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Everything posted by ddnutzy

  1. OC1354 Chococura 1876 w/ Mt Washington in the upper left corner. Taken 8-4-07 but i logged the BM in 2005.
  2. If some one questions me on what I'm doing I show a data sheet and tell them that I'm a civilian volunteer for the NGS looking for benchmarks and that I download the information to the NGS website. That has always solved the problem. Dave
  3. I'd go for it. If the disk isn't fouled up it would probably only take about 10 minutes to walkout, climb down the truss to the pier, clean it and take a picture of the station, climb up and get out of there. Dave
  4. The benchmarks in question are Army Corps bound marks. The area where the caches and bm's are in the flood plain of the Quinnebaug river and Mill Brook in the southeast section of Brimfield. Dave
  5. I use the tape for sar training on a regular basis laying out 100m pace counts through various types of rough terrain. It also takes quite a beating benchmarking in the mountains. A couple of inches or so one way or another doesn't really matter when your laying it out over all the ups and downs that I run into in the woods. Dave
  6. One of the members suggested that I submit this BM as it is quite unique. I'm sorry but I don't remember who it was as I deleted the message. I'm also not sure which photo he ment so I picked this one. This is MZ2048 the highest point in CT.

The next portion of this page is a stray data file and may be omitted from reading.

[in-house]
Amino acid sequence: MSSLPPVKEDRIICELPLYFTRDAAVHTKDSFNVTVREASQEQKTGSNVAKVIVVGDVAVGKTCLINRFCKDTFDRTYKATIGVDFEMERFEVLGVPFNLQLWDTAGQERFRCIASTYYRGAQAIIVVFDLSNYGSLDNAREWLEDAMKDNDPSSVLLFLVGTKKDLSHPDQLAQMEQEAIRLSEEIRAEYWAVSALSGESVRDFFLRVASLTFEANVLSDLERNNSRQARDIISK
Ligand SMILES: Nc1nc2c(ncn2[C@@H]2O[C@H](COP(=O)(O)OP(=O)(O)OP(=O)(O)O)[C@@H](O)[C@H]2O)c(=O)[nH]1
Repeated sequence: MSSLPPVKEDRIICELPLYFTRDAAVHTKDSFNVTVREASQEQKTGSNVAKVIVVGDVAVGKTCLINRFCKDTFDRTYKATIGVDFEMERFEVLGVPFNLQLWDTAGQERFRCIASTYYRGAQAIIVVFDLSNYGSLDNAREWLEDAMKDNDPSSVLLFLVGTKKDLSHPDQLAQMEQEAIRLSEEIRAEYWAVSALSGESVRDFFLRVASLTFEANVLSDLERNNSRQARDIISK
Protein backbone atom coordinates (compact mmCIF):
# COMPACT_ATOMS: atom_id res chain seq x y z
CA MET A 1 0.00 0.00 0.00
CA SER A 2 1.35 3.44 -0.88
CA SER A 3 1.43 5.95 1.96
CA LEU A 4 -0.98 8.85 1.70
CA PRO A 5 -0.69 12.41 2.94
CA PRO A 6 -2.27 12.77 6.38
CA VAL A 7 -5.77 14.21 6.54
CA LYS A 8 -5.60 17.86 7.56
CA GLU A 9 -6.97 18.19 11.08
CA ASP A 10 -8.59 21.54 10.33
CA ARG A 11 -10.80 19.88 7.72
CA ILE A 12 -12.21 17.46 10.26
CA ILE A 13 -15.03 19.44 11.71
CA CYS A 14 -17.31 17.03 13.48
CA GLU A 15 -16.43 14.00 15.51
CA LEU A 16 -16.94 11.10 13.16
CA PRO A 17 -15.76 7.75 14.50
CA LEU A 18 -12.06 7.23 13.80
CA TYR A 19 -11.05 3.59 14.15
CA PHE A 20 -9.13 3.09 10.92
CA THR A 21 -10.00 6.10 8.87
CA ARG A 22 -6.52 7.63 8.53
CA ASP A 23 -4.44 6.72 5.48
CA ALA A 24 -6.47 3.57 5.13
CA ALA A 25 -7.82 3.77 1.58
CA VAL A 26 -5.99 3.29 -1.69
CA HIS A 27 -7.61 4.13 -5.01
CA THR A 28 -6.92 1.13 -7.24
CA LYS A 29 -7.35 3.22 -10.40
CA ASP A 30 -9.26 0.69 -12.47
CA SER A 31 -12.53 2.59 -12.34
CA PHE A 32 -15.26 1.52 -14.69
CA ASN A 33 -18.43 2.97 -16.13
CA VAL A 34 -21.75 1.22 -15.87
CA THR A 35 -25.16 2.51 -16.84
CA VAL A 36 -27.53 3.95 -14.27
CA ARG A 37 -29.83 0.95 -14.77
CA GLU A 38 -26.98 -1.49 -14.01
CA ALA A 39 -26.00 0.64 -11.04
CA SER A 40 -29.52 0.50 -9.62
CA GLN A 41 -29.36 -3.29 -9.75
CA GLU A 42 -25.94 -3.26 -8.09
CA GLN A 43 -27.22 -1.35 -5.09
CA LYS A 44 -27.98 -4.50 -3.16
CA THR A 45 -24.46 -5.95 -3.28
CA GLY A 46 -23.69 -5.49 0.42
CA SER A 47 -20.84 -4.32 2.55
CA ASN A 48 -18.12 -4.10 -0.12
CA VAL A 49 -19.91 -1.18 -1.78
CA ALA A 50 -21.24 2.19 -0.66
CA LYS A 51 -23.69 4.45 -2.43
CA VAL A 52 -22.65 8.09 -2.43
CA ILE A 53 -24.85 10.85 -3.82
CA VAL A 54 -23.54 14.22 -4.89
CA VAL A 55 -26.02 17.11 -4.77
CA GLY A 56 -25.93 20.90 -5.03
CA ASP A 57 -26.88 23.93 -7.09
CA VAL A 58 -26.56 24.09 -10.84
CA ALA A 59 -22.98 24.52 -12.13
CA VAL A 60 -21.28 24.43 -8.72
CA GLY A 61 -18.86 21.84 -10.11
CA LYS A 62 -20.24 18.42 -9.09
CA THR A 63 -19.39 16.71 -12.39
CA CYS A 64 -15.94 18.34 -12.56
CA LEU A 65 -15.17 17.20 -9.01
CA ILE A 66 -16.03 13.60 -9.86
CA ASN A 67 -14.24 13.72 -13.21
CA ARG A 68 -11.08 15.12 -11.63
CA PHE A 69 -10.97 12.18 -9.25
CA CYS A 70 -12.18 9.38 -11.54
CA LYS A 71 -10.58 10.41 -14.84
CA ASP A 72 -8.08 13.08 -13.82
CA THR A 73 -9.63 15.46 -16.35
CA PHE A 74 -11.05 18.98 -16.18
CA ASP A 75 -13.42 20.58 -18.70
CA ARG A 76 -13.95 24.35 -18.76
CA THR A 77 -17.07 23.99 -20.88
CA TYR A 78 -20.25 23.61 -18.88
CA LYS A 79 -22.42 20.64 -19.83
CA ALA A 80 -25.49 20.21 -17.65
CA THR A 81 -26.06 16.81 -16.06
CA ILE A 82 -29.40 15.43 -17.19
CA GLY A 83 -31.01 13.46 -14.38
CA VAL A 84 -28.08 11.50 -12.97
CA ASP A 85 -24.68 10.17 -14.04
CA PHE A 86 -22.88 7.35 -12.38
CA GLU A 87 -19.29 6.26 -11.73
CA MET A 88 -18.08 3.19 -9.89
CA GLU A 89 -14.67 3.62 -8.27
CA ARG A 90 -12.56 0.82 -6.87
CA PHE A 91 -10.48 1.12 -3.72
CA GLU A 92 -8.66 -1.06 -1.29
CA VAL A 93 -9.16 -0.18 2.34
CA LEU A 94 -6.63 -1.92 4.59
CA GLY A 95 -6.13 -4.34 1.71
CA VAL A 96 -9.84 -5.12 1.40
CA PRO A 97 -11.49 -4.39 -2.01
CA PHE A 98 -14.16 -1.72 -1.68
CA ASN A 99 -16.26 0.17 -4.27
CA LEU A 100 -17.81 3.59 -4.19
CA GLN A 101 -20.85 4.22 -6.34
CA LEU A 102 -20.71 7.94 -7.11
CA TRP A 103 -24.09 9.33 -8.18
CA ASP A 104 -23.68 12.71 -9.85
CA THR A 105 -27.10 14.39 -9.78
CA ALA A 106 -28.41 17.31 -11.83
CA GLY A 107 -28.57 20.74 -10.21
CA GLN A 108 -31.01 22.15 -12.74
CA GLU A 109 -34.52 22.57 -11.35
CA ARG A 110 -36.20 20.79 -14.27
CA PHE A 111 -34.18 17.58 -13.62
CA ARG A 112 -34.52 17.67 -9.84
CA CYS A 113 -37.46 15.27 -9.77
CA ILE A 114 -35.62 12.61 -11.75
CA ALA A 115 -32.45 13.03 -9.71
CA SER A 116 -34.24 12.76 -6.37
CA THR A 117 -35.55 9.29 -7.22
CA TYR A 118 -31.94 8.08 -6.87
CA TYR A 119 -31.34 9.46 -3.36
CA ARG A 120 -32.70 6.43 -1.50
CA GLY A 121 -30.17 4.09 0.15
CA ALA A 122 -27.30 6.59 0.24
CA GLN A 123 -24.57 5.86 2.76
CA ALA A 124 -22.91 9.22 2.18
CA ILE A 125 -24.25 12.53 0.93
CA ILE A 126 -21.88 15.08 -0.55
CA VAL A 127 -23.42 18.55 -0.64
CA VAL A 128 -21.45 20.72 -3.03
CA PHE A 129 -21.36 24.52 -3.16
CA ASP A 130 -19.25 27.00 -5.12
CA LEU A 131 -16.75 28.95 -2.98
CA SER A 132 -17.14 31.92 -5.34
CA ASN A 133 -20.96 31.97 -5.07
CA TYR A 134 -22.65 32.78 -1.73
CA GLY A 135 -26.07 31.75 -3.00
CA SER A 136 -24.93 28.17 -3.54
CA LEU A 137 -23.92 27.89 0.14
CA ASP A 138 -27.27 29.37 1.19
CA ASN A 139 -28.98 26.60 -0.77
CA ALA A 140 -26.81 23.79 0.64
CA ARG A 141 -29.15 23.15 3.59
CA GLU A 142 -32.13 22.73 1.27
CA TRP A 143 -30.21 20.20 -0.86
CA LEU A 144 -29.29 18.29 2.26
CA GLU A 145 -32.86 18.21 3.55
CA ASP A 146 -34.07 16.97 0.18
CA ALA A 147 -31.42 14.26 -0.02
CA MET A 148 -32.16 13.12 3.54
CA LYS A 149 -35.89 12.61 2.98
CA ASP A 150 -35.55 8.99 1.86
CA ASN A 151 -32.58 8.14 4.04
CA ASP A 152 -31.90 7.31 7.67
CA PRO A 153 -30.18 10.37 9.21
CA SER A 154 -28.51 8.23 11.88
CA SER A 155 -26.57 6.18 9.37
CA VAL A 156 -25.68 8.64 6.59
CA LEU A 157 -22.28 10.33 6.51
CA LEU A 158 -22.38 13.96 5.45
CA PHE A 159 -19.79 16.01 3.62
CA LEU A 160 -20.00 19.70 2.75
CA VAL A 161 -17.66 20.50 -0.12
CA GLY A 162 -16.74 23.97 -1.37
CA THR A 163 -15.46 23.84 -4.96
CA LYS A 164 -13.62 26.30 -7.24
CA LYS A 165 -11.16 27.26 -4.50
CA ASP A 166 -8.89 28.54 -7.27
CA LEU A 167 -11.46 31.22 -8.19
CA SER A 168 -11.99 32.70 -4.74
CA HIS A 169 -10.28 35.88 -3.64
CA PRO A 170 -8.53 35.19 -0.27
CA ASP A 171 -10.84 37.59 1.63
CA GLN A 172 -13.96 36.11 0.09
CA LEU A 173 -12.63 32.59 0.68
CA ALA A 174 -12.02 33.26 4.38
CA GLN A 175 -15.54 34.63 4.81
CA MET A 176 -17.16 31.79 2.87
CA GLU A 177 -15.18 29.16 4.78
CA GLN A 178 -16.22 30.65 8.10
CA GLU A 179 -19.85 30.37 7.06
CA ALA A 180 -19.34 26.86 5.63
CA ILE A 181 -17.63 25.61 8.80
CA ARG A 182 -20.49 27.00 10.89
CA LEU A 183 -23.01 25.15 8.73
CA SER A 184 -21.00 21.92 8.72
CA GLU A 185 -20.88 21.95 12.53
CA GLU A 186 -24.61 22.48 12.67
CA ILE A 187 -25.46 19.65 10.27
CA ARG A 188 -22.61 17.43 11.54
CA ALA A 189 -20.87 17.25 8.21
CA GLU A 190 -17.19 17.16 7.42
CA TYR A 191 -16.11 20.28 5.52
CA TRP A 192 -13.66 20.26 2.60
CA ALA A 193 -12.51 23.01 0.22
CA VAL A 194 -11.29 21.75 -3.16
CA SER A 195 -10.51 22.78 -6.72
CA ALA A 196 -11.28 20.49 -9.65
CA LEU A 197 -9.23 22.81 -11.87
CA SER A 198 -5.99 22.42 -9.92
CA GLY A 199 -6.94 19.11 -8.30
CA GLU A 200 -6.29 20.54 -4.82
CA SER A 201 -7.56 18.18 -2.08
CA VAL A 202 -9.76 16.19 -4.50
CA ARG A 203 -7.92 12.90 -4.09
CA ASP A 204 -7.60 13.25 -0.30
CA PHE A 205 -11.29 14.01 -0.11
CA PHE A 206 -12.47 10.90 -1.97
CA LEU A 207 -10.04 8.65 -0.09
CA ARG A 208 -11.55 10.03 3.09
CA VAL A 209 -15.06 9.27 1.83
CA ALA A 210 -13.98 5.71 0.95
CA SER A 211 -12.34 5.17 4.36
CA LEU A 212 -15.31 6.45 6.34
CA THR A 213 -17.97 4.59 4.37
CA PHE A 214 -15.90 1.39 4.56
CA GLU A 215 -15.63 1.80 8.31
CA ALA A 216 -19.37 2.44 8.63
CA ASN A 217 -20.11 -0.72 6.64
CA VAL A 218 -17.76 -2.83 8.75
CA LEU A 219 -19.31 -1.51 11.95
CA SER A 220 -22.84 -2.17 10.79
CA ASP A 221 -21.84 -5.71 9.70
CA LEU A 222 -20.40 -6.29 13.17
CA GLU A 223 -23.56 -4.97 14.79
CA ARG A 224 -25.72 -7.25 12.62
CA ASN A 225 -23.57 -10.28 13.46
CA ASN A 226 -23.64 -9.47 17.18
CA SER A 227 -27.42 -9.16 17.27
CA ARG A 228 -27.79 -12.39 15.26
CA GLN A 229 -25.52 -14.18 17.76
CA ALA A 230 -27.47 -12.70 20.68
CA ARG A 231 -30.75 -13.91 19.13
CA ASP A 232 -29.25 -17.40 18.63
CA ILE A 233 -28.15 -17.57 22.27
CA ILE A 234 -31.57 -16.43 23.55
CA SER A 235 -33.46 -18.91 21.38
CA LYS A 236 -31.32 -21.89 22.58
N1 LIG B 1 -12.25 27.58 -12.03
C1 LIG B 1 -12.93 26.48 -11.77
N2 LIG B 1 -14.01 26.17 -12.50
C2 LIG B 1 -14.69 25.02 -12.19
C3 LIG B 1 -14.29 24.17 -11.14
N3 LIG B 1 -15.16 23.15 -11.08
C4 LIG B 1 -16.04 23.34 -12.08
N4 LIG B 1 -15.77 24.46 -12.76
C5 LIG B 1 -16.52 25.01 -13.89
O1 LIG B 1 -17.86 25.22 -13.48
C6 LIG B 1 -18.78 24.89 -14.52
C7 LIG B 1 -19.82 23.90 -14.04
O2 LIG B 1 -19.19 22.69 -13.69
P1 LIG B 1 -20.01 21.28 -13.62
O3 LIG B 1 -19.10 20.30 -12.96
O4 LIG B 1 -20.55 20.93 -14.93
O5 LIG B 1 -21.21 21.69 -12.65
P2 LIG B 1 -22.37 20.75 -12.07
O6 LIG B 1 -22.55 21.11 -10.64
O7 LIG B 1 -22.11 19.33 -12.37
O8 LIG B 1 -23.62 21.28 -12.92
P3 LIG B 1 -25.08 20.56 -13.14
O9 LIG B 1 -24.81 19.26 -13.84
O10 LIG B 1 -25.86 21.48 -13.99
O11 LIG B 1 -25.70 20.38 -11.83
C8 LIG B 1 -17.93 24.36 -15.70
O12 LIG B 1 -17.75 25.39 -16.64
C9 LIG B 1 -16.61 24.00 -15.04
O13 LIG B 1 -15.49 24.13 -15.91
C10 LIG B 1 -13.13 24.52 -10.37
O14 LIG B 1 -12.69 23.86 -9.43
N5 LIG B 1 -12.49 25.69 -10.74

7. Go to harborfreight.com (1800-423-2567) and check item # 36819-ovga. That is a 100ft 100m tape for $19,99. I have one and it is a good one. Dave
  8. MZ2053 (Brace) NY It is close to the NY, MA, CT border.
  9. I have posted this picture before but here it is again. I have used everything in my pack time and again. Missing is my big probe, powder. big hook, camera and food.
  10. This is a drill hole on Whites island off of the coast Maine. (OC2210) the oldest station in Maine. Kayaked out there with Wildbird.
  11. Hi, I'm glad to see someone else run into the problems that I have on most of the bm's that I look for. I'm partial to stations that are on top of mountains or way off the beaten path. I have to carry my food and water along with the tools and a metal detector, some times four miles one way with a vertical climb of a few thousand feet. Since I've found most of the fun ones that are close by I have to drive a good distance so my production has dropped quite a bit.
  12. MZ1469 Duncan Hill N.H. Best shot I took. Much better views but I wasn't thinking and didn't get any pics of them.
  13. ddnutzy

    Cabin Fever

    Spoo. You got me going again with this topic. My knee is all better so I can start hunting again. Today wasn't the best of days on the hunt. I had 8 printed up but only got to look for 2 of them and didn't find either of them. MZ0262 had a wall of ice covering it and MZ1920 had a foot of snow over it. That usually doesn't create to much of a problem but under the snow I kept finding pieces of aluminum window frames and foam insulation. I probably dug 10-12 holes looking for things that the metal detector picked up. I had to have the sensitivity and discrimanation way up because of the depth of the snow so I got some bad signals. Nine hours and 200 miles with nothing to show but a good time. Dave